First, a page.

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    Decoding the Indianisation of Starbucks

    Decoding the Indianisation of Starbucks

    Decoding the Indianisation of Starbucks
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    By Shibani Gharat   IST (Published)


    Sushant Dash, CEO of Tata Starbucks, shares the company's plans on the Indianisation of offerings and expansion, in an interview with Storyboard18.

    Tata Starbucks will be celebrating 10 years in India this year. It has introduced a range of beverages to cater to Indian tastes, including Cardamom Chai, Masala Chai and Filter Coffee at its outlets in Bengaluru, Bhopal, Indore and Gurugram. So what took the brand 10 years to ‘Indianize’ its offering, introduce an entry-level Picco size for its beverages and what are the company’s expansion plans for the Indian market? Storyboard 18 caught up with Sushant Dash, CEO, Tata Starbucks to find out more.
    Edited excerpts.
    You have introduced an Indianised Starbucks menu. How has it fared and what is the consumer reaction to it?
    What we are doing as a pilot in these four cities are three things. The first part is the launch of a new size Picco. It is 6 oz. It is the first time that we are launching it in India and it is specific to the Indian market. The reason behind launching a smaller size is that in India the amount of beverage that we consume even when we have chai at home or when we go to a ‘tapri’, we don’t consume huge quantities of liquid. The share of stomach that Indians are used to is much lower as compared to what the West is used to. So there are some people who want a smaller size beverage. That was the idea.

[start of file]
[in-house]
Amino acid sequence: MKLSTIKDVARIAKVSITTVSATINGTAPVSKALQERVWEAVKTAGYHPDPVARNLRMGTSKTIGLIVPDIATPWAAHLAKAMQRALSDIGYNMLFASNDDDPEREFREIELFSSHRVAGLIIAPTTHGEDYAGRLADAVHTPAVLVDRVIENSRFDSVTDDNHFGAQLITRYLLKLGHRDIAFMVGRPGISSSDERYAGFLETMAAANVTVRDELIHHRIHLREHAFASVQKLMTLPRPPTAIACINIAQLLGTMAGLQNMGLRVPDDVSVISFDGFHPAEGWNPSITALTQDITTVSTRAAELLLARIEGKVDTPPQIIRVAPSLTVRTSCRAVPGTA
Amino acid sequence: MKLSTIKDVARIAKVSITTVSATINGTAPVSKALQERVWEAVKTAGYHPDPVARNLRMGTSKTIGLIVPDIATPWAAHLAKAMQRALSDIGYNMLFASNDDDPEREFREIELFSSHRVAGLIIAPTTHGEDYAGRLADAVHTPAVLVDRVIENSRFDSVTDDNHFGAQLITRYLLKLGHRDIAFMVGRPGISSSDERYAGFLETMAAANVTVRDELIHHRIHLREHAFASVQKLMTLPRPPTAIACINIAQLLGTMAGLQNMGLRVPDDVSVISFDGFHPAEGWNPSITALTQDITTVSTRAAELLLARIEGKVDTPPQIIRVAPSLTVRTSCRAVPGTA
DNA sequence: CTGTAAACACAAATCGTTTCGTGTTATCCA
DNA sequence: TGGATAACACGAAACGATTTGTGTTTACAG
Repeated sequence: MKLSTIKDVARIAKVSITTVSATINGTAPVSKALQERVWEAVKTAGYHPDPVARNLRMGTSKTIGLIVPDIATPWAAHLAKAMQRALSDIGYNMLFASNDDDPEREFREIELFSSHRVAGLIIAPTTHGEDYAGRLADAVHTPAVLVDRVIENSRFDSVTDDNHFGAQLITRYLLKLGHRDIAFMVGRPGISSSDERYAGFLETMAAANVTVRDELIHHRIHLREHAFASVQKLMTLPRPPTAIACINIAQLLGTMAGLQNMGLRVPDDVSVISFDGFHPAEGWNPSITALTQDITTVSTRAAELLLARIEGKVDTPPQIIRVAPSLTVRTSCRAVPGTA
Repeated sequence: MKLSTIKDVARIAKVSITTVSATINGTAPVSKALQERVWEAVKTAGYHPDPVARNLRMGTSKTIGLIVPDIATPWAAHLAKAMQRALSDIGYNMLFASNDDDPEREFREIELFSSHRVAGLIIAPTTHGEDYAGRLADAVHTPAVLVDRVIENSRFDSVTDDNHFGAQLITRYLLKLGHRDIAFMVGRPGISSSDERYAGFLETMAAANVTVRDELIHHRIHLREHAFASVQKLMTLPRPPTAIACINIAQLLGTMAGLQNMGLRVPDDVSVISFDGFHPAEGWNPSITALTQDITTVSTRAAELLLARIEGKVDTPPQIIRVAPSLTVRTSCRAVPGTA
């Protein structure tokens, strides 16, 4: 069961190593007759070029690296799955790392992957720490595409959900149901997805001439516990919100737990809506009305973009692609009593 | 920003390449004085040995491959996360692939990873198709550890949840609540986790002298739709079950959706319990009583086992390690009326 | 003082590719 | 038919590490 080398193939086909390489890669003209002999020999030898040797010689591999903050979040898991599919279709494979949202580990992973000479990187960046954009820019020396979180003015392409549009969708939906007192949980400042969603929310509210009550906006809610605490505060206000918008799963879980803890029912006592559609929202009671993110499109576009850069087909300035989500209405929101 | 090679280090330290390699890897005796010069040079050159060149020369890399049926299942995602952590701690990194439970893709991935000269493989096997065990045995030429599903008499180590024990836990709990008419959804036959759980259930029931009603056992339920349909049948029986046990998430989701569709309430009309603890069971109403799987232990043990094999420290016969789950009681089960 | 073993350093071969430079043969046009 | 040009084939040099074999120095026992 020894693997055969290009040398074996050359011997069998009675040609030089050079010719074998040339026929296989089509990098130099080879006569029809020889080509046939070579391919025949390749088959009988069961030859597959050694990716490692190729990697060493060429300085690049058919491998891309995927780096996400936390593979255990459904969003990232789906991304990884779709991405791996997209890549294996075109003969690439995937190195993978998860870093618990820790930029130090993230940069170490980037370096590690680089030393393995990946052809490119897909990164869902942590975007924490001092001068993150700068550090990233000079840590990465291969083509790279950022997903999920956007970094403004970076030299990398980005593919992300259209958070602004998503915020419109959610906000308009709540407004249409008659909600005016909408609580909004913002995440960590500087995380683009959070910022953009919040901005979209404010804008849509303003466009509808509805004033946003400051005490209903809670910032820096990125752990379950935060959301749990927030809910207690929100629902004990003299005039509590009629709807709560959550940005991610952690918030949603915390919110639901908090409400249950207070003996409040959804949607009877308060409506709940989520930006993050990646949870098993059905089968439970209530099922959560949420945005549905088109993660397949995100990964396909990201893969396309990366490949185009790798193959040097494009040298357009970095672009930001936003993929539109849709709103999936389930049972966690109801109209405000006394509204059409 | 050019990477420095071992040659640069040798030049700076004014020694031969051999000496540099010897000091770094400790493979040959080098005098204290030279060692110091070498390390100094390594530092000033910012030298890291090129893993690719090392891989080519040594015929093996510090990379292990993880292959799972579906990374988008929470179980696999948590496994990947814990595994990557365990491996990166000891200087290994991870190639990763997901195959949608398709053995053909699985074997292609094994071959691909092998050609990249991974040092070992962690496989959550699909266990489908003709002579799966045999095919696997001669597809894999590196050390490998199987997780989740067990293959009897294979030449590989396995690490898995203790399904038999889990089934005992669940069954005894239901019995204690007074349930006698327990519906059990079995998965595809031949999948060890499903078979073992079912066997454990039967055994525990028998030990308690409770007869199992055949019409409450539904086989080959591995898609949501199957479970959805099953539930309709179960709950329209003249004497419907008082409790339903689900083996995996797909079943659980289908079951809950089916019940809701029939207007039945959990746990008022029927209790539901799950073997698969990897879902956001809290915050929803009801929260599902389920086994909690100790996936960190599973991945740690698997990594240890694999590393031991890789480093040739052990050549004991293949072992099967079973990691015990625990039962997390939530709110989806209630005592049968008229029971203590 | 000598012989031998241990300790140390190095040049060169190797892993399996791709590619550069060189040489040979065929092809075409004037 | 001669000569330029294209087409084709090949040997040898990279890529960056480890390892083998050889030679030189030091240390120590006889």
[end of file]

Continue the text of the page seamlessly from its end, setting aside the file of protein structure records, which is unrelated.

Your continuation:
The second thing is that we realised that when people come in groups, there will be somebody who doesn’t want the offering that we have or the coffees that we have and want something that is more familiar. So what better than ‘filter coffee’ and ‘masala chai’. So that is the reason why we did the second set of launches which is three items-filter coffee, tea in two variants: masala chai and cardamom and milkshakes. Milkshakes again, many times we see only on weekends families come together with kids and Indian families do not want their kids to have tea or coffee. The idea was to provide for that, hence milkshakes.
    Similarly, in terms of food, one of the complaints that people had about our food was that portion size was way too large many times. And many people when they come between two meals or after lunch, they don’t want to have a huge portion of dessert or sandwich. Hence we have launched three categories of food-bite size, which is for these in-between occasions. The other thing which again solves one of the consumer issues is that when people come in groups they want to share. What we have also launched is something called 'shareable'. And the last thing we have launched is freshly assembled sandwiches. And yes, some of the items that we have do have regional flavours.
    So I would look at it as the core still remains but a few more items that make Starbucks more familiar to the Indian consumer and makes it more inclusive.
    It has been 10 years since Starbucks entered India. What took you so long to ‘Indianise’ the offering?